When I was a kid, it was the mark of the cool kid to bring a Lunchables for lunch. Even though Lunchables aren’t that filling, or even have the best ingredients, it was beside the point. I was the kid with a PB & J.
For the longest time, I wanted to be that Lunchables kid. Then, one day, my parents gave into my begging, and I learned a lesson: Lunchables suck. And so does the price, monetarily and metaphorically.
I was hungry; unlike when I brought a few PB & J’s, and I knew Lunchables were more expensive for my poorer family’s budget.
As I grew older, I applied that lesson to when I was in charge of my lunch. So, the rule was I basically made my lunch for work and most of my college career.
At Mid Michigan Community College it came in handy, as there was no real food to be had on the Mount Pleasant campus; nothing cheap and healthy, I mean. Not unless your idea of cheap and healthy is a $2 candy bar from a vending machine or a gas station sandwich with over 30 ingredients I cannot pronounce.
I would spend about 15 to 20 minutes the night before classes to put together some kind of lunch for the next day. This was my typical routine. Years ago, this was considered normal.
However, I have noticed a change in the winds lately. It isn’t normal anymore. Somewhere along the line, people have gradually shifted into consumerism’s instant gratification mindset.
Coming to Central Michigan University started to change me. Toward the end of last semester, I started to do the typical college-kid lunch shuffle. On my bad days, I would spend about $10 eating out for lunch and dinner, but would at least eat eggs and a smoothie for breakfast before coming to campus.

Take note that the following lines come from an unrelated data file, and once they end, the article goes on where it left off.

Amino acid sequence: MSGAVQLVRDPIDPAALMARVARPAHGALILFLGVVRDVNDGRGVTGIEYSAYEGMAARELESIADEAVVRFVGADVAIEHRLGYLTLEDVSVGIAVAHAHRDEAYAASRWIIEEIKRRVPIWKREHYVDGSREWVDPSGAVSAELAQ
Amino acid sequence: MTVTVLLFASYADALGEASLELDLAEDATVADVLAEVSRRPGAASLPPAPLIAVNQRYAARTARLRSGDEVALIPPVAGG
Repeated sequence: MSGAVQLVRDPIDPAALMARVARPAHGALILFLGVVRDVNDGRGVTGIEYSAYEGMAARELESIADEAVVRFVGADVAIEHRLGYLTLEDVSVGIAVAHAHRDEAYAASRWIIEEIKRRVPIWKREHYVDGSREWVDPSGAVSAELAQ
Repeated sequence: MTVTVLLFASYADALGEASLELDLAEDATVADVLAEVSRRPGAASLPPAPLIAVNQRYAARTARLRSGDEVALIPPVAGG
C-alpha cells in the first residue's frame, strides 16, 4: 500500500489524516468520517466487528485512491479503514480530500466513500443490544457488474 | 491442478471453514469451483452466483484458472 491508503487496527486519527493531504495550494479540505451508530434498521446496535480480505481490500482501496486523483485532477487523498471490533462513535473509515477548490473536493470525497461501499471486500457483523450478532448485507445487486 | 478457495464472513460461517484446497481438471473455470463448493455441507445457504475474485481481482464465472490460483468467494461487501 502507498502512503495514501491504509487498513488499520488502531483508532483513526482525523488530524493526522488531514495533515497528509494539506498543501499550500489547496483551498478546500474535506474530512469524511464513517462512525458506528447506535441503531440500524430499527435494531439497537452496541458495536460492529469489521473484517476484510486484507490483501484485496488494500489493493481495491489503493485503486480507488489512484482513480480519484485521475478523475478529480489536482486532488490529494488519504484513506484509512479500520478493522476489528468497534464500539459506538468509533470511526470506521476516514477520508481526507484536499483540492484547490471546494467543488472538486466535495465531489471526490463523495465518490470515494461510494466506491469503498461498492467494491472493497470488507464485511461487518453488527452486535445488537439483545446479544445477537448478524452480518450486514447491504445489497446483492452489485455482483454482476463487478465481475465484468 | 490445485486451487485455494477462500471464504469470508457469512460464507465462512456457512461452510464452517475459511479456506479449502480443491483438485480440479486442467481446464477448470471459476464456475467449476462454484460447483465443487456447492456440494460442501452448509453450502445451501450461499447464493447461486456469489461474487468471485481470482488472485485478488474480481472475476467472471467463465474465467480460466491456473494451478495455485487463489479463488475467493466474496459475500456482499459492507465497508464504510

On my good days, I’d pack a bread and cheese sandwich. I even bring water from home because I despise the chemical-tasting water in town.
I think it is a serious issue that we, as a culture, have turned over our health and pocket money to corporations to feed us. Now, we pay more than ever for convenience and it makes me wonder how many students had a resolution to save money? Or be healthier? Hell, even to lose weight?
These are all wise reasons to pack a lunch. The goal is to pack it before you are hungry and tempted to eat out.
It doesn’t have to be PB & J; it can be soup, yogurt, a cheese sandwich, an avocado, banana, whatever. But, I guarantee if you buy the ingredients to make something, you’re going to save money.
And if you make eating campus food a treat rather than a mainstay, you might lose some weight, too.
Take the challenge with me. I promise you, and myself, to do better than I have lately.
To my shunned sack lunch, I’ve missed you, my friend, and promise to treat you better from now on.